The Unpossessed City by Jon Fasman
Every city has its own walk, a particular rhythm to the gait of its natives. Call this the Moscow Walk.
The Unpossessed CityPublisher: Penguin
Author: Jon Fasman
Call it the Moscow Walk: "quick, expressionless, squared shoulders, eyes straight ahead but peripheral vision fully engaged." Every city has its own walk, a particular rhythm to the gait of its natives, a series of movements that reveals how those inhabitants feel about the place -- and about their safety, or lack thereof, within the city limits. People in Chicago walk differently from people in New York. People in New York walk differently from people in New Delhi.
Detailing what he terms the Moscow Walk is just one of the services Jon Fasman provides in his moody, acute new novel, The Unpossessed City. It is not the first time that Fasman, 33, a Chicago native who now lives in Washington, has turned his careful eye on how people traverse distances. In The Geographer's Library (2005), his debut novel, Fasman describes a bad guy's transit through the streets of Sicily: "He cultivated his anonymity ... walking neither too near nor too far from others, neither too quickly nor too slowly, and never drawing attention to the thing he most wanted. He taught himself to pay more attention to the edges than to the center of his vision."
Both novels might be classified as thrillers, because they involve state secrets and international intrigue -- all the razzle-dazzle, James Bondeseque stuff, minus the tuxedos and the fancy cars. In The Geographer's Library, a deft puzzle of a book that many critics compared to The Da Vinci Code because it used ancient legends to jump-start a modern-day treasure hunt, and now in The Unpossessed City, Fasman combines crisp, fast-moving, topical plots with the skillful creation of believable characters about whom you actually care: In The Geographer's Library it's Paul, a bumbling young newspaper reporter.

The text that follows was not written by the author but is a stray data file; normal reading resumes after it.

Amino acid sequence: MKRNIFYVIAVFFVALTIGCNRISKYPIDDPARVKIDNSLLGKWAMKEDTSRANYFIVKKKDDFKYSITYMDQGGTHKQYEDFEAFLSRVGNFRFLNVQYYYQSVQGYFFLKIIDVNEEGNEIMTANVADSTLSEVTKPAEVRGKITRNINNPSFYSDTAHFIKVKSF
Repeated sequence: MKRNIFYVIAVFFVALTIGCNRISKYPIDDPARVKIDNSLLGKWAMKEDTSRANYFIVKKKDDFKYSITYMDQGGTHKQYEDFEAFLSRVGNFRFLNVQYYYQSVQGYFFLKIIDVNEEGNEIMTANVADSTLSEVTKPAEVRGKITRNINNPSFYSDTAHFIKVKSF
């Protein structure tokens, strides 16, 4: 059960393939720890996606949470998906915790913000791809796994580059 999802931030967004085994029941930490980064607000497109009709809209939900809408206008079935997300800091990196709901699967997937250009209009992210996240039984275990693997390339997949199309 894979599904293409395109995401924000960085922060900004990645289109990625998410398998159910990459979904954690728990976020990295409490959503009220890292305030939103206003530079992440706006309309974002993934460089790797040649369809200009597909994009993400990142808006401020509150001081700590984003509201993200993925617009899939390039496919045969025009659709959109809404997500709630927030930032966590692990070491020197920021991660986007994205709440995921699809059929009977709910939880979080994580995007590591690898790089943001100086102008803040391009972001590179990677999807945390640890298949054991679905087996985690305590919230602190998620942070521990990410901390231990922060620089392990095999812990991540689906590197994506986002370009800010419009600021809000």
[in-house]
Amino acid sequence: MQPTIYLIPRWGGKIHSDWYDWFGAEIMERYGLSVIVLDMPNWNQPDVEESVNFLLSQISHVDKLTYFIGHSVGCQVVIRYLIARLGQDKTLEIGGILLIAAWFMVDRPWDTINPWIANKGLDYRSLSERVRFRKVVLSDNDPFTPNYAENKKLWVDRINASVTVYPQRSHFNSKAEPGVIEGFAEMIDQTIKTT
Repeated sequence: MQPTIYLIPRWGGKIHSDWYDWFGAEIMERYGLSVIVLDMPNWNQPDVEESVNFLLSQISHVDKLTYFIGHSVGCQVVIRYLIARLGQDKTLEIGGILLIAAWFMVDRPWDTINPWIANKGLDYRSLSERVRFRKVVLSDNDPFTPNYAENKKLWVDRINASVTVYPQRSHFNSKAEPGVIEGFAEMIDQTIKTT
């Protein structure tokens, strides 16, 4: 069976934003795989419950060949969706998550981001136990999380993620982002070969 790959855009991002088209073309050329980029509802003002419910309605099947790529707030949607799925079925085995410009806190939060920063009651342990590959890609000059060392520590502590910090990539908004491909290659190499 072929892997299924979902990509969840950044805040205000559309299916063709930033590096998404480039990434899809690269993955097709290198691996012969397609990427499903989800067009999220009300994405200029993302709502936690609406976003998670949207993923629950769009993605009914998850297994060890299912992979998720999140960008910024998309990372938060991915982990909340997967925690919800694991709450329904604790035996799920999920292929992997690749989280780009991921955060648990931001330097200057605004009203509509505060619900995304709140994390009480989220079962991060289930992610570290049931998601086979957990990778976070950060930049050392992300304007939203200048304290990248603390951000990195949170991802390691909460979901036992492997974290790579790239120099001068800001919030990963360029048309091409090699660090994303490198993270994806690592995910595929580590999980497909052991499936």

In The Unpossessed City it's Jim, a bumbling young ... well, he doesn't really have much of a calling yet, unless you think working in your parents' restaurant and driving an ancient Dodge Omni "with sagging seats and a busted tape deck and a starter that sometimes sounded like marbles skittering down a washboard" constitutes a career.
But Fasman does a lot more than just concoct tasty plots. In both novels, he gives a vivid picture of distant places - distant in both miles and centuries - with more than just a guidebook's bullet points. The Geographer's Library is all over the map, but with The Unpossessed City, the place is Moscow. You'll come away knowing it almost as well as you know your own block.
Fed up with driving around in that battered Dodge, Jim takes a job in the Russian city. There, he unwittingly becomes involved in an international smuggling plot run by some seriously bad characters. We see Moscow through Jim's eyes -- through a view that starts out innocent and curious, but that changes as Jim wises up: "Here, as elsewhere in Moscow, people carried around them an air of mystery and intrigue, purpose and inscrutability, their emotions unreadable. Smiles here had reasons; conversations were personal; voices didn't carry."
Fasman, whose family moved from Chicago when he was a toddler but who returns often to visit relatives, lived in Moscow for several years with his wife, Alissa. Moscow is "a city of extremes," he said in an interview. "It's a difficult city to like. But it's an easy city to hate -- and easy to love.
"It's a brutal place, designed to make you feel inhuman. It's very gray," he added, and it is filled with "that mixture of humanity and brutality."
And its people walk in a distinctive and memorable way, as Jim discovers: "The angular lines cast by the streetlights, the overcoats and fur hats, and the general air of purpose and seriousness," he ruminates, "made everybody look like protagonists in their own mystery novels." If only those novels could be as captivating as The Unpossessed City.